pieces for packaging, and a loaded handgun.
          The  State  indicted Tuttle on one count of  misconduct
involving a controlled substance in the third degree, a  class  B
felony,2  and  two counts of misconduct involving   a  controlled
substance in the fourth degree, a class C felony.3   (The charges
were later amended to one count of attempted misconduct involving
a  controlled  substance  in  the third  degree,  two  counts  of
misconduct involving a controlled substance in the fourth degree,
and  one  count  of disorderly conduct.)  Tuttle filed  a  motion
seeking to  suppress the evidence against him on the ground  that
the  officers lacked probable cause to arrest him for  disorderly
conduct.
          Superior  Court Judge Charles T. Huguelet conducted  an
evidentiary hearing. We have previously set out a summary of  the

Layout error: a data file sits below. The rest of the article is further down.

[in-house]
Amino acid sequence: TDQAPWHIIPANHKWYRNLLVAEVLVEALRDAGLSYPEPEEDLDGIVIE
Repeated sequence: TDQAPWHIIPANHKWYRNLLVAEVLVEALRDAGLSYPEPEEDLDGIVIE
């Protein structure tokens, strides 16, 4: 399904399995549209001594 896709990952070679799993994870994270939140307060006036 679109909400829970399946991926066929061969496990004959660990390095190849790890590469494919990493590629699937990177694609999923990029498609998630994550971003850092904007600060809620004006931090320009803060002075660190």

testimony  at  the evidentiary hearing.  In addition,  the  State
presented the audio recording that Officer Stoneking made  during
the  incident.   At  the  conclusion of the evidentiary  hearing,
Judge  Huguelet found that, during the interview with the police,
Tuttle was going back and forth between being out of it and being
hostile.  He started shouting, they werent able to calm him down,
and  they  took him into custody.  Judge Huguelet found that  the
police  had  probable  cause  to  arrest  Tuttle  for  disorderly
conduct.   He  accordingly denied Tuttles motion to suppress  the
evidence obtained by the police.
          Why  we conclude that the police did not have
          probable   cause   to   arrest   Tuttle   for
          disorderly conduct

          Tuttle was arrested for disorderly conduct pursuant  to
AS 11.61.110(a)(2):
          A  person  commits  the crime  of  disorderly
          conduct  if  ... in a public place  or  in  a
          private place of another without consent, and
          with  intent to disturb the peace and privacy
          of  another  or with reckless disregard  that
          the conduct is having that effect after being
          informed  that it is having that effect,  the